5. Equation for the superfluid gap obtained by coarse graining the Bogoliubov-de Gennes equations throughout the BCS-BEC crossover

    Science.gov (United States)

    Simonucci, S.; Strinati, G. C.

    2014-02-01

    We derive a nonlinear differential equation for the gap parameter of a superfluid Fermi system by performing a suitable coarse graining of the Bogoliubov-de Gennes (BdG) equations throughout the BCS-BEC crossover, with the aim of replacing the time-consuming solution of the original BdG equations by the simpler solution of this novel equation. We perform a favorable numerical test on the validity of this new equation over most of the temperature-coupling phase diagram, by an explicit comparison with the full solution of the original BdG equations for an isolated vortex. We also show that the new equation reduces both to the Ginzburg-Landau equation for Cooper pairs in weak coupling close to the critical temperature and to the Gross-Pitaevskii equation for composite bosons in strong coupling at low temperature.

  6. BCS gap equations in the quantum limit

    International Nuclear Information System (INIS)

    Norman, M.R.

    1991-01-01

    It was shown that in the quantum limit where only one Landau level is occupied,Tc diverges with increasing H.It was also indcated that Tc is unaffected impurities or by a nonzero g factor, in contrast to what was indicated in Ref. 2.The authors result is due to an assumption that the DOS about a Debye width of the chemical potential is constant. This approximation is questionable sice chemical potential decrease rapidly as H increases.Here Tc is calculated as a function of H in the quantum limit for an appropriate set of parameters to understand how impurities and nonzero g factor affect the result

  7. Role of superconducting energy gap in extended BCS-Bose crossover theory

    Science.gov (United States)

    Chávez, I.; García, L. A.; de Llano, M.; Grether, M.

    2017-10-01

    The generalized Bose-Einstein condensation (GBEC) theory of superconductivity (SC) is briefly surveyed. It hinges on three distinct new ingredients: (i) Treatment of Cooper pairs (CPs) as actual bosons since they obey Bose statistics, in contrast to BCS pairs which do not obey Bose commutation relations; (ii) inclusion of two-hole Cooper pairs (2hCPs) on an equal footing with two-electron Cooper pairs (2eCPs), thus making this a complete boson-fermion (BF) model; and (iii) inclusion in the resulting ternary ideal BF gas with particular BF vertex interactions that drive boson formation/disintegration processes. GBEC subsumes as special cases both BCS (having its 50-50 symmetry of both kinds of CPs) and ordinary BEC theories (having no 2hCPs), as well as the now familiar BCS-Bose crossover theory. We extended the crossover theory with the explicit inclusion of 2hCPs and construct a phase diagram of Tc/TF versus n/nf, where Tc and TF are the critical and Fermi temperatures, n is the total number density and nf that of unbound electrons at T = 0. Also, with this extended crossover one can construct the energy gap Δ(T)/Δ(0) versus T/Tc for some elemental SCs by solving at least two equations numerically: a gap-like and a number equation. In 50-50 symmetry, the energy gap curve agrees quite well with experimental data. But ignoring 2hCPs altogether leads to the gap curve falling substantially below that with 50-50 symmetry which already fits the data quite well, showing that 2hCPs are indispensable to describe SCs.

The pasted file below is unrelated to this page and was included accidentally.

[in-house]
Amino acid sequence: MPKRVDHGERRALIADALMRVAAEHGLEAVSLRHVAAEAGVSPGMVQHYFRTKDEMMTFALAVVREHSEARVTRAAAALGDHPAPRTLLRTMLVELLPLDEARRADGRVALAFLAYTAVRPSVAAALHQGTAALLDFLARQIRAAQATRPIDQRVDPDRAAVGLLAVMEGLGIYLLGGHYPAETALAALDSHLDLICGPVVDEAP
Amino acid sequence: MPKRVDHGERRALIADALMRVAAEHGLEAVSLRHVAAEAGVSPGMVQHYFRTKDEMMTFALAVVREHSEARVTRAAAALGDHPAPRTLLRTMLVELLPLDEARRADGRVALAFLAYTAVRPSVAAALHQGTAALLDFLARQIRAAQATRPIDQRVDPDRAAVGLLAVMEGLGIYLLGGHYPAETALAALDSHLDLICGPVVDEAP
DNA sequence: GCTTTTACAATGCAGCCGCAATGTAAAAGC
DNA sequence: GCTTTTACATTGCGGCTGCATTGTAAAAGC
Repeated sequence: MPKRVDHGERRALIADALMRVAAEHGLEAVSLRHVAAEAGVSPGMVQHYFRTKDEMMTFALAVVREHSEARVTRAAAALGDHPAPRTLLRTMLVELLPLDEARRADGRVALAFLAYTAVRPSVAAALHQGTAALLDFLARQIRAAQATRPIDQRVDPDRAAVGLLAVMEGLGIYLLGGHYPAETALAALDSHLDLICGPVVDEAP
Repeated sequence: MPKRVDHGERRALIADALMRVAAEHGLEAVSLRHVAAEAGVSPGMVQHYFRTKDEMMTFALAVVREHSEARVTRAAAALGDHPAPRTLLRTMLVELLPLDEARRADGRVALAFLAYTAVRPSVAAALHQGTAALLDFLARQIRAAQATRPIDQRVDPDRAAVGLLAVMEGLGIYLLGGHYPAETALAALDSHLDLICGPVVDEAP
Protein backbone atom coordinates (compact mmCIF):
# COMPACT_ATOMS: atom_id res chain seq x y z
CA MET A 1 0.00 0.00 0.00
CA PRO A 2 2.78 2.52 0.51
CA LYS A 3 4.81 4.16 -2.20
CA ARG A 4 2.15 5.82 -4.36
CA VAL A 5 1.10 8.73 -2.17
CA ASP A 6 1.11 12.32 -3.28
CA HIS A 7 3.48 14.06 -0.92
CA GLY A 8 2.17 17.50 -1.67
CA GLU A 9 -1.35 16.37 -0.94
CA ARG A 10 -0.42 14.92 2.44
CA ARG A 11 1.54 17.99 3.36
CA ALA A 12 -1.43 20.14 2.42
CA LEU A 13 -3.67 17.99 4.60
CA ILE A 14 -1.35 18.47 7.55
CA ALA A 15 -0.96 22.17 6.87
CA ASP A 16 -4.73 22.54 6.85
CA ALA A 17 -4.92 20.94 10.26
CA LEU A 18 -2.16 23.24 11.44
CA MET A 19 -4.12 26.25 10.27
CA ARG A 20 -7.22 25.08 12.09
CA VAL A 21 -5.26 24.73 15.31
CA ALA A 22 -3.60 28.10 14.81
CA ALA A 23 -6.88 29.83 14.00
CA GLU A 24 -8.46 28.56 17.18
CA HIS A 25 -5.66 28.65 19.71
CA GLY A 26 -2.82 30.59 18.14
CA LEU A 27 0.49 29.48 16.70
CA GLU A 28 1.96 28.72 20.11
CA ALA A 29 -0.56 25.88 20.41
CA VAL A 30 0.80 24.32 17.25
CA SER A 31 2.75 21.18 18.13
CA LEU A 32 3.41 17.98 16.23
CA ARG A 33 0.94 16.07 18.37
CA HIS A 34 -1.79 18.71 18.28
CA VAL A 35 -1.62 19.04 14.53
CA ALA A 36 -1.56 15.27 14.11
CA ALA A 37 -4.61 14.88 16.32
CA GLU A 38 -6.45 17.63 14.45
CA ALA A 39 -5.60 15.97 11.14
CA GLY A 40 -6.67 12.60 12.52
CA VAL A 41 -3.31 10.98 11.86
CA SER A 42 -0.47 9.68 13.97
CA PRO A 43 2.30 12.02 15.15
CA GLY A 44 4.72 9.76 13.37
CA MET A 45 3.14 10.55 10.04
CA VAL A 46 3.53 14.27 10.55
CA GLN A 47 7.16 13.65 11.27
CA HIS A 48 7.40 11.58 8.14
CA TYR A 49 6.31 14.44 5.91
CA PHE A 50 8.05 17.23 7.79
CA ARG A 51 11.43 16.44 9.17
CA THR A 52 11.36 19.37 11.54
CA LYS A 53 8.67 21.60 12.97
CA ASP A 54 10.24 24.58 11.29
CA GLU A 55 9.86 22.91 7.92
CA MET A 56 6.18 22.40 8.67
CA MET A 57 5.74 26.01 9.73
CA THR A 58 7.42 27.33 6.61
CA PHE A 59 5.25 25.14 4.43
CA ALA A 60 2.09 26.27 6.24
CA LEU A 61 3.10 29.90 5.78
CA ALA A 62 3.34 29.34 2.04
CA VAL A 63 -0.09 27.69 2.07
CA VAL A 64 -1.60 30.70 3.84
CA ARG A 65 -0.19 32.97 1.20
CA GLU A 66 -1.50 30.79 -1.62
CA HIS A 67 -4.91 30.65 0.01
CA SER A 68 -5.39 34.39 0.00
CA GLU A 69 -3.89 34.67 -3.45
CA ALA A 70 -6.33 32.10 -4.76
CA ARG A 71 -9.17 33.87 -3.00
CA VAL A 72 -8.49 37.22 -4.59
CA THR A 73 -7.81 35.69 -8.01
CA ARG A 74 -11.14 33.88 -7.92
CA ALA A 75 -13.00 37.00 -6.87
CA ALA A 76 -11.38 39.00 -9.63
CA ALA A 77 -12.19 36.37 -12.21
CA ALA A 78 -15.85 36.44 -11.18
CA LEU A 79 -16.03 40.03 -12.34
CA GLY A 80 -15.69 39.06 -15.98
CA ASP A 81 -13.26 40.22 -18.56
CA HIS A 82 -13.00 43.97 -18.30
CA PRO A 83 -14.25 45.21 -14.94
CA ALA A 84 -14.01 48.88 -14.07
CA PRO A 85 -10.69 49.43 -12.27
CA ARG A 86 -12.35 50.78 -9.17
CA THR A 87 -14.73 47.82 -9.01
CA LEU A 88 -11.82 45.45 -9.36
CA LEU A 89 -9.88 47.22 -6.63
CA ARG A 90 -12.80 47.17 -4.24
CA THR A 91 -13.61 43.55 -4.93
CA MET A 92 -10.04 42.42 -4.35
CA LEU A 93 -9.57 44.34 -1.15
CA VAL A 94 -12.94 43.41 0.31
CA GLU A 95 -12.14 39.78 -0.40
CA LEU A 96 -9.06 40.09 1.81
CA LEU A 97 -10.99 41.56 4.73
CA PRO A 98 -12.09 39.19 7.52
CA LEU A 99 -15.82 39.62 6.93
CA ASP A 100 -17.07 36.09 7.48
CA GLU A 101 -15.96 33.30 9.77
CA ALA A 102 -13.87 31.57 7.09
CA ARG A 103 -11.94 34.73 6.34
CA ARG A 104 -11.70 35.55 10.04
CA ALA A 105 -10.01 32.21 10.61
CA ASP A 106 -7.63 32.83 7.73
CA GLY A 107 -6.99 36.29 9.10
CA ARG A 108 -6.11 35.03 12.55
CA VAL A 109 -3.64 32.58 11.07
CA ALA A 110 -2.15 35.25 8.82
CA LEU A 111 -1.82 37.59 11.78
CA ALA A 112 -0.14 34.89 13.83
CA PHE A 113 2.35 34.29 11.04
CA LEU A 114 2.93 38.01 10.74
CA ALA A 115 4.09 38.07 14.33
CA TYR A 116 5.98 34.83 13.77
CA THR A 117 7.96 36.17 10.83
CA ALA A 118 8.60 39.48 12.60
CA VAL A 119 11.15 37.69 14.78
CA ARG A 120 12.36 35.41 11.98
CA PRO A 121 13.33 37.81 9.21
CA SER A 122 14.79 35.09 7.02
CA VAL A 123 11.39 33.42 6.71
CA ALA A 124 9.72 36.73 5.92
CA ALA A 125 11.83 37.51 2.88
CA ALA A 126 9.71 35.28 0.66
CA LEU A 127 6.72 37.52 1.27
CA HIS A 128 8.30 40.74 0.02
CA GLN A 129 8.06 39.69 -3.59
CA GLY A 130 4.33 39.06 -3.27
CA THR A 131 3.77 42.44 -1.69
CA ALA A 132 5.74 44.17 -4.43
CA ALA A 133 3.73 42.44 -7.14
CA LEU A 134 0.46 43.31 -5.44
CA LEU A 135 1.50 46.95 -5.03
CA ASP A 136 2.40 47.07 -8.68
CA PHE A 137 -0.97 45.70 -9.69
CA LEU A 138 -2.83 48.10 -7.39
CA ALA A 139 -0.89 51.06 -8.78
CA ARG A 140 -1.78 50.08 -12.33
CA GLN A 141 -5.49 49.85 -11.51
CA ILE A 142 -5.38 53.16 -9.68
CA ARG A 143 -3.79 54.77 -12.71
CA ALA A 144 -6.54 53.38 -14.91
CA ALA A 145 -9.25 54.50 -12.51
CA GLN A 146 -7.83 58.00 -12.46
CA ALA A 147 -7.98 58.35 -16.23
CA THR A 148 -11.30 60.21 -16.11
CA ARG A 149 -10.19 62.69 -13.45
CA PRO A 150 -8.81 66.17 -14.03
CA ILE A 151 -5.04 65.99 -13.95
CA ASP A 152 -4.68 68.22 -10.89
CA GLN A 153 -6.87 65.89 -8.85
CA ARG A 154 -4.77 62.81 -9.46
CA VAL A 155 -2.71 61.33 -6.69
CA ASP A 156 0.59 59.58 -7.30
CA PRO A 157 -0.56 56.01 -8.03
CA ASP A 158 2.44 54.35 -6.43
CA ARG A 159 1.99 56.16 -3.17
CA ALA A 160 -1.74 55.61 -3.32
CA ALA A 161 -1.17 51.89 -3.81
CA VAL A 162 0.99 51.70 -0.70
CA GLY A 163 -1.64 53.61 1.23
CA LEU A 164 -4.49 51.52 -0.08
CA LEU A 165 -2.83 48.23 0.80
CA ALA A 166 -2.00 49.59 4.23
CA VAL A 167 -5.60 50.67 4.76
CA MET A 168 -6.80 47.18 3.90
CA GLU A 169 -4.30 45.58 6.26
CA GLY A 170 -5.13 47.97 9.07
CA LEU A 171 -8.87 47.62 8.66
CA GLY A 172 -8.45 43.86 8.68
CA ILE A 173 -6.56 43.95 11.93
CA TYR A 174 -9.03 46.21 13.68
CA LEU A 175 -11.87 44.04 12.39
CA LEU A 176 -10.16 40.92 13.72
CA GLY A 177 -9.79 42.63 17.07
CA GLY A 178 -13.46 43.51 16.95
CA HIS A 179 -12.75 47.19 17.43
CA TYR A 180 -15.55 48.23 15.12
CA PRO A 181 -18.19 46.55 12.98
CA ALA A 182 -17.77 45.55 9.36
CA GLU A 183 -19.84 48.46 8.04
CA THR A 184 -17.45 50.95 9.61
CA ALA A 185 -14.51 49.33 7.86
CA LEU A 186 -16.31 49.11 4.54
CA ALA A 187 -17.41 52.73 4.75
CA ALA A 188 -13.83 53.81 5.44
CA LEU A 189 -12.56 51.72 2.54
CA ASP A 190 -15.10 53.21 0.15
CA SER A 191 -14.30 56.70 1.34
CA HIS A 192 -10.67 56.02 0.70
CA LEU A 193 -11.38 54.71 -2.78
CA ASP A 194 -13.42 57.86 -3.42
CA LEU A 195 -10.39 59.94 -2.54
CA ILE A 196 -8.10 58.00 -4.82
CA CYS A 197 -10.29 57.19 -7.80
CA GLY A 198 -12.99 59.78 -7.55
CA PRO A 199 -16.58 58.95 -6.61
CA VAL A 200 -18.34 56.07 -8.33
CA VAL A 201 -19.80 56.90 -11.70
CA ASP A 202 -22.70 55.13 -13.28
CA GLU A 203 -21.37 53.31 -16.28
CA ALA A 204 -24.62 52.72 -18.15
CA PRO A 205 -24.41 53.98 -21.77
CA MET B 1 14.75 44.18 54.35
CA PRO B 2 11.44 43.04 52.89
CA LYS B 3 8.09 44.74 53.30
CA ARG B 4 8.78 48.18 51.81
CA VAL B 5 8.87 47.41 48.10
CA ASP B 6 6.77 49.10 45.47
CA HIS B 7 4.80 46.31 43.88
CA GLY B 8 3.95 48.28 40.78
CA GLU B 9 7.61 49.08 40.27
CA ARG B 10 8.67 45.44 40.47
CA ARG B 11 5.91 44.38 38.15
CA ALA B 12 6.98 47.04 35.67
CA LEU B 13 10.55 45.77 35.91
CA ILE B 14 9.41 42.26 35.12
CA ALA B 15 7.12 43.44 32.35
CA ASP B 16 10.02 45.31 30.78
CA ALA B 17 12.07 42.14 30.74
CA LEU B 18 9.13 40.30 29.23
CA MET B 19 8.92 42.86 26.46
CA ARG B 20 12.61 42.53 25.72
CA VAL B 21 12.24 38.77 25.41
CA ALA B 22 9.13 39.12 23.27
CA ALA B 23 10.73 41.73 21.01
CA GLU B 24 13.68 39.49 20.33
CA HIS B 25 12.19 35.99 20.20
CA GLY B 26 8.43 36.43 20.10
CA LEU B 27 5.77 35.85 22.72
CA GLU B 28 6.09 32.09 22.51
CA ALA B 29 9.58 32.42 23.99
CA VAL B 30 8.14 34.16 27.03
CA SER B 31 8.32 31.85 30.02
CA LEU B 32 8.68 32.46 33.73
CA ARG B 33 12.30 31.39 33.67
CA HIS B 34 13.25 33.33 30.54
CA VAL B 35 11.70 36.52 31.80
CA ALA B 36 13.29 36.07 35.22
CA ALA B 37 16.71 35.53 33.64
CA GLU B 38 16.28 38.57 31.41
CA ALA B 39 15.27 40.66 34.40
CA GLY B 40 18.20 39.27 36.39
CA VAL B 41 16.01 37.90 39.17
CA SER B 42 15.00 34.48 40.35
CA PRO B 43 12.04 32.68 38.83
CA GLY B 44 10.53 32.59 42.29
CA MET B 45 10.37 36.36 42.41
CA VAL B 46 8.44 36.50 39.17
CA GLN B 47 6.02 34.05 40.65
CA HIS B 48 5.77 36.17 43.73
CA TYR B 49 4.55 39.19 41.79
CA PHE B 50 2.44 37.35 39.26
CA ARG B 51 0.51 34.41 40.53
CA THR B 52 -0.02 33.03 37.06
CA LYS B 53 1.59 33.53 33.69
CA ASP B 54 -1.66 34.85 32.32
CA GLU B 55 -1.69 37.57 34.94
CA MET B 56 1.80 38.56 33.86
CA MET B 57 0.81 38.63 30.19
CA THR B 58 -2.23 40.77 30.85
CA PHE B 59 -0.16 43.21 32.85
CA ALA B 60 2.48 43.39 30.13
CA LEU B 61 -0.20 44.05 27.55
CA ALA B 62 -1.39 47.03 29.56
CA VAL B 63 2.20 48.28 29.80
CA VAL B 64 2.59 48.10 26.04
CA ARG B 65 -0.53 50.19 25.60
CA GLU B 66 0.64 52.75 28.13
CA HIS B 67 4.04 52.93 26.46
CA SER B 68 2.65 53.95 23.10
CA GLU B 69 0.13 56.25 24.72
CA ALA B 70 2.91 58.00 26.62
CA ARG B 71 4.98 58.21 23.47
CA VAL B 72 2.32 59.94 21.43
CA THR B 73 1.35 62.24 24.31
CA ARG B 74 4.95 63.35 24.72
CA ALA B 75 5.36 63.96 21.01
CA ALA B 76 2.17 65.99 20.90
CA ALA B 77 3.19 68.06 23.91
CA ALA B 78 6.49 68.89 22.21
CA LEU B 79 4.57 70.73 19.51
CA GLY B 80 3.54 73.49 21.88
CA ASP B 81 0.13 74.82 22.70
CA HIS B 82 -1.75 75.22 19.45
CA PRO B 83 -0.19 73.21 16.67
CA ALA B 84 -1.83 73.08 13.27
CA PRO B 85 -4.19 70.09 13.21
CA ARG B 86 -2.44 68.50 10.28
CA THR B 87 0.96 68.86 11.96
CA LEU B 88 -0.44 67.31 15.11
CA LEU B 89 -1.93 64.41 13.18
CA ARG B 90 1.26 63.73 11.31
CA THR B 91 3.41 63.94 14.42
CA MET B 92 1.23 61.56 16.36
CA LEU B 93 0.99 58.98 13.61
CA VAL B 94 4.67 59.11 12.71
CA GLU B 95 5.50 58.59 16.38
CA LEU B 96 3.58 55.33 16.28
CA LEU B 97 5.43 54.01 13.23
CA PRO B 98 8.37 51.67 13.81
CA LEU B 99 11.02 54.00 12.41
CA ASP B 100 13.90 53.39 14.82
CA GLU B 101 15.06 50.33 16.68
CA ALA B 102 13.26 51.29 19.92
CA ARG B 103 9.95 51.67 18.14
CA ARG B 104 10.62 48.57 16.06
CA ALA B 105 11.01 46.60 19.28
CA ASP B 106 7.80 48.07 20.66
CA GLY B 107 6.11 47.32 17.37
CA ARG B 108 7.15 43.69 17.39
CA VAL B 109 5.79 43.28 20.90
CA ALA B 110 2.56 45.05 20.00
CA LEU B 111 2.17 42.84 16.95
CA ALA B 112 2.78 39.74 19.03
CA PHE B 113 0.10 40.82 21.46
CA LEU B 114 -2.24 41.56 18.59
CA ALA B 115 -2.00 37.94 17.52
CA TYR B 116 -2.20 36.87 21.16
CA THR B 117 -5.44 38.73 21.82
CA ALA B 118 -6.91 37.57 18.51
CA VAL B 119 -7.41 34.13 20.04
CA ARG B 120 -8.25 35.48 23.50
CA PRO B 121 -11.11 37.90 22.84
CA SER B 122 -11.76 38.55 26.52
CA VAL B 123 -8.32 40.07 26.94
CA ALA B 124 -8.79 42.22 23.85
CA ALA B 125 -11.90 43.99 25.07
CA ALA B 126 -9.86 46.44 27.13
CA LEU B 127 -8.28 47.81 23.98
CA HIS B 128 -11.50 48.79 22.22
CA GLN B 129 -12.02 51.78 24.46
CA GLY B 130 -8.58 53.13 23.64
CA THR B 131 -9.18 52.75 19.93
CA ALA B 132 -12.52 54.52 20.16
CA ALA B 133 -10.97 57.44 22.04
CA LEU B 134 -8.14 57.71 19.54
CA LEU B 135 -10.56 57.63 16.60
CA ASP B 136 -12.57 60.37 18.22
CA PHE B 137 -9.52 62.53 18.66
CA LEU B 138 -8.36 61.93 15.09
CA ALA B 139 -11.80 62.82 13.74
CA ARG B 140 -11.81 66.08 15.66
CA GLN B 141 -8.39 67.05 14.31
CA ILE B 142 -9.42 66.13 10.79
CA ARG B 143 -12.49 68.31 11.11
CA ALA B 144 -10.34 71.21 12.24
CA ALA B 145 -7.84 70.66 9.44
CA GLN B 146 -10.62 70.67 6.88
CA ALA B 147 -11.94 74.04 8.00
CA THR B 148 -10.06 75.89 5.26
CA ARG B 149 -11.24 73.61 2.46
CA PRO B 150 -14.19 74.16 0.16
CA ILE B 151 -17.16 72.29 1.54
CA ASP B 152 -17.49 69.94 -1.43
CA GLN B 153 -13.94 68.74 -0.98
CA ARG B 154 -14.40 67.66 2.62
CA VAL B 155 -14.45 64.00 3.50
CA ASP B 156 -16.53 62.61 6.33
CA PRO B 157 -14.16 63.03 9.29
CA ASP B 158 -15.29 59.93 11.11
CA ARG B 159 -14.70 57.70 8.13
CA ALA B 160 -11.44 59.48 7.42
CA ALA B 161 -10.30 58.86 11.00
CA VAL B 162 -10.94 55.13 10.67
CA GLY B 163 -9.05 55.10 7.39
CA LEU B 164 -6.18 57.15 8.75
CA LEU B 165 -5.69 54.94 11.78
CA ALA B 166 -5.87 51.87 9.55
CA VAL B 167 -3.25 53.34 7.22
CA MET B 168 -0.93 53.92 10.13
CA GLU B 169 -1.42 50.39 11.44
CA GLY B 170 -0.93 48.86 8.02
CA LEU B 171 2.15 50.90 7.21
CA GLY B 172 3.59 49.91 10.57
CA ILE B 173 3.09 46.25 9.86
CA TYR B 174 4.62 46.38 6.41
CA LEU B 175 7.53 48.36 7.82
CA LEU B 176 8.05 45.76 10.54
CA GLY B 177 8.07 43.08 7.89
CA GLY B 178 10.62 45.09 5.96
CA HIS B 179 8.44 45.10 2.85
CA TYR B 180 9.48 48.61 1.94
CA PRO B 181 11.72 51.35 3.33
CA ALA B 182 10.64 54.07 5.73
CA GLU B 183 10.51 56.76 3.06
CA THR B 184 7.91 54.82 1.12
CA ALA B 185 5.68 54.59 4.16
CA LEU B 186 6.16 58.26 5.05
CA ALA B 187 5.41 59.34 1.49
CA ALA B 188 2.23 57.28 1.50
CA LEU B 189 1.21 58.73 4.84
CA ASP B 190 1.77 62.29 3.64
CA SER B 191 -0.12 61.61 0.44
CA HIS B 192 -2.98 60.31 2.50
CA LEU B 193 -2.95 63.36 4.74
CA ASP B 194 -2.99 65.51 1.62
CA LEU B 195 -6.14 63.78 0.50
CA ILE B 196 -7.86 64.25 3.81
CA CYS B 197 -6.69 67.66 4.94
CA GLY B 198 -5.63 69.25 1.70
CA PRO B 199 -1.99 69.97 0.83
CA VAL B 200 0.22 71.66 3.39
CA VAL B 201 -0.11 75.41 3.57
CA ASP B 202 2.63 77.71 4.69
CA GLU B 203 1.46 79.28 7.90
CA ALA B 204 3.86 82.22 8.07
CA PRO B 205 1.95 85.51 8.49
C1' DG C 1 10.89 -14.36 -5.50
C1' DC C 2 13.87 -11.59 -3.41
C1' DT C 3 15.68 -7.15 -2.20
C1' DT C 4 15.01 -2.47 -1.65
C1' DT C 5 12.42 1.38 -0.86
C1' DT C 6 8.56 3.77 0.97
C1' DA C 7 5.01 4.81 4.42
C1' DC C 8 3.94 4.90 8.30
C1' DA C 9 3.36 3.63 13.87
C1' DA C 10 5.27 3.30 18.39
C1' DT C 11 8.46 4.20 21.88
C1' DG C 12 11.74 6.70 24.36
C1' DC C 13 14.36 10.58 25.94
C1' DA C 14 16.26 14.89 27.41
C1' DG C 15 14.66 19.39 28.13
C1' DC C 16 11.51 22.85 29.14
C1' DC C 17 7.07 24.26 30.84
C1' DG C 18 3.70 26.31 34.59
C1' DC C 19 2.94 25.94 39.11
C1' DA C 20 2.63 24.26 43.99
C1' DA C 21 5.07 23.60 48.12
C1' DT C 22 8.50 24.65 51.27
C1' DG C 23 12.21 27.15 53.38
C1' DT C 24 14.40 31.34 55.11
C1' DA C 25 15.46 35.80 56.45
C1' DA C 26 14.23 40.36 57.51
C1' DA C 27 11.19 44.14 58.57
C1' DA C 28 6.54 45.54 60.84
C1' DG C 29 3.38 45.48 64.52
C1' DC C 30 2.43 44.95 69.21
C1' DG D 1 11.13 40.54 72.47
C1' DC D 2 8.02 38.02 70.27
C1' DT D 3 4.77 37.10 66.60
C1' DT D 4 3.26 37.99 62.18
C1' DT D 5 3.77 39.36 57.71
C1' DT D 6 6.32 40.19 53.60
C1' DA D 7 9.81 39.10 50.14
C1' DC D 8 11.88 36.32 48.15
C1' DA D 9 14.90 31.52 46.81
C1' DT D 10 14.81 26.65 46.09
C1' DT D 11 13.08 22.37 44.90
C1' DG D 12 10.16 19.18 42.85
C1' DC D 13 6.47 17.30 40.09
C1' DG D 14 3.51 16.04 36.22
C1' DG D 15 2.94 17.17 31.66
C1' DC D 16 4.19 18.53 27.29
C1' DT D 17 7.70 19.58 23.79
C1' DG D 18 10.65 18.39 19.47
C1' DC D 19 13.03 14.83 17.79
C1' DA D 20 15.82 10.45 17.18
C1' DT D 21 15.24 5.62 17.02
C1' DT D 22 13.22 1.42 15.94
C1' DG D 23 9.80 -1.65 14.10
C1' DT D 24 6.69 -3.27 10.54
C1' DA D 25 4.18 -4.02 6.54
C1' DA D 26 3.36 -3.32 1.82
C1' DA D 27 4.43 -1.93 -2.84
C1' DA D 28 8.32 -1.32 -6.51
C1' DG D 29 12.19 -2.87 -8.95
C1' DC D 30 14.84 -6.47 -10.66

8. Banks-Casher-type relation for the BCS gap at high density

    OpenAIRE

    Kanazawa, Takuya; Wettig, Tilo; Yamamoto, Naoki

    2012-01-01

    We derive a new Banks-Casher-type relation which relates the density of complex Dirac eigenvalues at the origin to the BCS gap of quarks at high density. Our relation is applicable to QCD and QCD-like theories without a sign problem, such as two-color QCD and adjoint QCD with baryon chemical potential, and QCD with isospin chemical potential. It provides us with a method to measure the BCS gap through the Dirac spectrum on the lattice.